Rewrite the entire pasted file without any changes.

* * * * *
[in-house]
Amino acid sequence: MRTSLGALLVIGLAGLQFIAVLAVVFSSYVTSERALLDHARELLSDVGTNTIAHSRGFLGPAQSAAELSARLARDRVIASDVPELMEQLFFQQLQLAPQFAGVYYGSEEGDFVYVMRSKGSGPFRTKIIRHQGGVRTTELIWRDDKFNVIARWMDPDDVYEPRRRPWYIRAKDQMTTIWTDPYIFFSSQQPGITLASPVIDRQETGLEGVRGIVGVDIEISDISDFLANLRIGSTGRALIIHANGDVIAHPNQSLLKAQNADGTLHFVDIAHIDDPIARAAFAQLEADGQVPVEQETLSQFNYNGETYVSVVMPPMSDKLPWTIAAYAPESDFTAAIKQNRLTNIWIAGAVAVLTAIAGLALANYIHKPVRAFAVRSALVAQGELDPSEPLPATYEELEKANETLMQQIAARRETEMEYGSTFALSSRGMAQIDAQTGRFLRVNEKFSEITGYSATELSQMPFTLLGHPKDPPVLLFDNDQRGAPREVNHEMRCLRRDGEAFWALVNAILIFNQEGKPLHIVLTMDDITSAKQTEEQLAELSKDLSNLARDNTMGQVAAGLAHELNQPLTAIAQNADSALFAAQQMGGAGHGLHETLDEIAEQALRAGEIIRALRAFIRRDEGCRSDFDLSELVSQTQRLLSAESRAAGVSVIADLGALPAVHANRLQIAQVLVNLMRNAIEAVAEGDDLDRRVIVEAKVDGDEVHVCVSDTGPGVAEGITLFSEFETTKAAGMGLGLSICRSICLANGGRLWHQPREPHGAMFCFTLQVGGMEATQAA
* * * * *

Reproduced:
[in-house]
Amino acid sequence: MRTSLGALLVIGLAGLQFIAVLAVVFSSYVTSERALLDHARELLSDVGTNTIAHSRGFLGPAQSAAELSARLARDRVIASDVPELMEQLFFQQLQLAPQFAGVYYGSEEGDFVYVMRSKGSGPFRTKIIRHQGGVRTTELIWRDDKFNVIARWMDPDDVYEPRRRPWYIRAKDQMTTIWTDPYIFFSSQQPGITLASPVIDRQETGLEGVRGIVGVDIEISDISDFLANLRIGSTGRALIIHANGDVIAHPNQSLLKAQNADGTLHFVDIAHIDDPIARAAFAQLEADGQVPVEQETLSQFNYNGETYVSVVMPPMSDKLPWTIAAYAPESDFTAAIKQNRLTNIWIAGAVAVLTAIAGLALANYIHKPVRAFAVRSALVAQGELDPSEPLPATYEELEKANETLMQQIAARRETEMEYGSTFALSSRGMAQIDAQTGRFLRVNEKFSEITGYSATELSQMPFTLLGHPKDPPVLLFDNDQRGAPREVNHEMRCLRRDGEAFWALVNAILIFNQEGKPLHIVLTMDDITSAKQTEEQLAELSKDLSNLARDNTMGQVAAGLAHELNQPLTAIAQNADSALFAAQQMGGAGHGLHETLDEIAEQALRAGEIIRALRAFIRRDEGCRSDFDLSELVSQTQRLLSAESRAAGVSVIADLGALPAVHANRLQIAQVLVNLMRNAIEAVAEGDDLDRRVIVEAKVDGDEVHVCVSDTGPGVAEGITLFSEFETTKAAGMGLGLSICRSICLANGGRLWHQPREPHGAMFCFTLQVGGMEATQAA